Third north Wales school closes after weak concrete found in the building
Written by Claire Carter on 14/09/2023
Ysgol Maes Owen in Kinmel Bay has closed until the end of the week while engineers carry out investigations.
Two other schools in north Wales, Ysgol David Hughes and Ysgol Uwchradd Caergybi, closed days before the start of term because the type of concrete was found in their buildings.
The Welsh Government say it will be issuing an update on Raac in schools on Friday.
On 8 September, the Education Secretary, Jeremy Miles, said no other schools in Wales have been identified as containing Raac.
In a letter sent to parents, the headteacher said: “We have learnt that Raac has been used in some parts of our school building.
“Whilst the risk at this point is very low, following Welsh Government advice, the Local Authority has taken the careful decision to close the school building for the rest of the week initially whilst further investigations are carried out.
“I must stress once more that this is a precautionary measure until the checks have been carried out.”
Conwy Council said: “The structural engineers appointed to inspect our schools have confirmed Reinforced Autoclaved Aerated Concrete (Raac) is present in Ysgol Maes Owen, Kinmel Bay.
“Early indications are that the material is in good condition, however, we are taking a cautious approach and will close the school for the rest of the week as a precautionary measure whilst the structural engineers carry out further investigations”.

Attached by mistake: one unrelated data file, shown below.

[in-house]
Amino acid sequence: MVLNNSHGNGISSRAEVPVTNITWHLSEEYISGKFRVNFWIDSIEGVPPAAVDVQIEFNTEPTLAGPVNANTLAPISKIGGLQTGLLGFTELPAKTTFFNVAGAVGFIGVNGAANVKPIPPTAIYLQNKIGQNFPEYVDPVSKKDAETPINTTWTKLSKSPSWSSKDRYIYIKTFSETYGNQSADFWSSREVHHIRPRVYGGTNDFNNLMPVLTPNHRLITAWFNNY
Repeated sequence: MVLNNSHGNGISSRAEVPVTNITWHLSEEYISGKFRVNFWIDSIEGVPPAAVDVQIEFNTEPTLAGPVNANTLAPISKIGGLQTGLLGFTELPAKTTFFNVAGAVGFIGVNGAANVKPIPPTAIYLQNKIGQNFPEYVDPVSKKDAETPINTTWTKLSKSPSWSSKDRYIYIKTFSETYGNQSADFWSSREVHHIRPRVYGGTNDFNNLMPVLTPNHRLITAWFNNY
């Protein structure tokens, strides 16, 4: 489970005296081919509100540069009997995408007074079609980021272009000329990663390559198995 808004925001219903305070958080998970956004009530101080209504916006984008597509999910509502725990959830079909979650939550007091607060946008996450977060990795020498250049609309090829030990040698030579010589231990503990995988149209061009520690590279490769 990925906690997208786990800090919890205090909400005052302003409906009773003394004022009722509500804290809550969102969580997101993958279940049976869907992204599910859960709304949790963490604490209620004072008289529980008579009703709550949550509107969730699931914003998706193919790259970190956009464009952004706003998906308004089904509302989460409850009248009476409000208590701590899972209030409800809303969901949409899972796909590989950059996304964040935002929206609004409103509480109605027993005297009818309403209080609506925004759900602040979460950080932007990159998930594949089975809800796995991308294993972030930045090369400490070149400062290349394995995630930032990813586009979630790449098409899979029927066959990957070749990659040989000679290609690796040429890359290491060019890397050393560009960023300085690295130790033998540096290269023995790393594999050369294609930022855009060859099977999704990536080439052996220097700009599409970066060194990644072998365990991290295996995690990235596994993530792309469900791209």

A spokesperson for the Welsh Government said: “Conwy Borough Council has taken the precautionary measure to close Ysgol Maes Owen while further investigations into RAAC continue.
“The Welsh Government will provide a further update on the situation across Wales tomorrow.”
Welsh Conservative Shadow Education Minister, Laura Anne Jones, MS said: “With hospitals and other public buildings identified as having RAAC and the Labour Government having been aware of this for many years, it still astounds me that Labour did not make the link to other public buildings such as schools and think they should take more robust action. “Unfortunately, I don’t think this will be the last school being put in this position.“They can blame the UK Government all they want, but the fact of the matter is, Labour were aware of what was happening in Welsh hospitals in regard to RAAC, and were not proactive enough.”
Reinforced Autoclaved Aerated Concrete (Raac) is a lightweight form of concrete.
The way that Raac is created makes it weaker than the normal building material.
There is no coarse aggregate – for example, gravel and crushed stones – in Raac, this is what gives concrete its strength.
Instead fine aggregate – such as sand and stone particles – is combined with chemicals to create gas bubbles, and heat to cure the compound. This makes it relatively weak.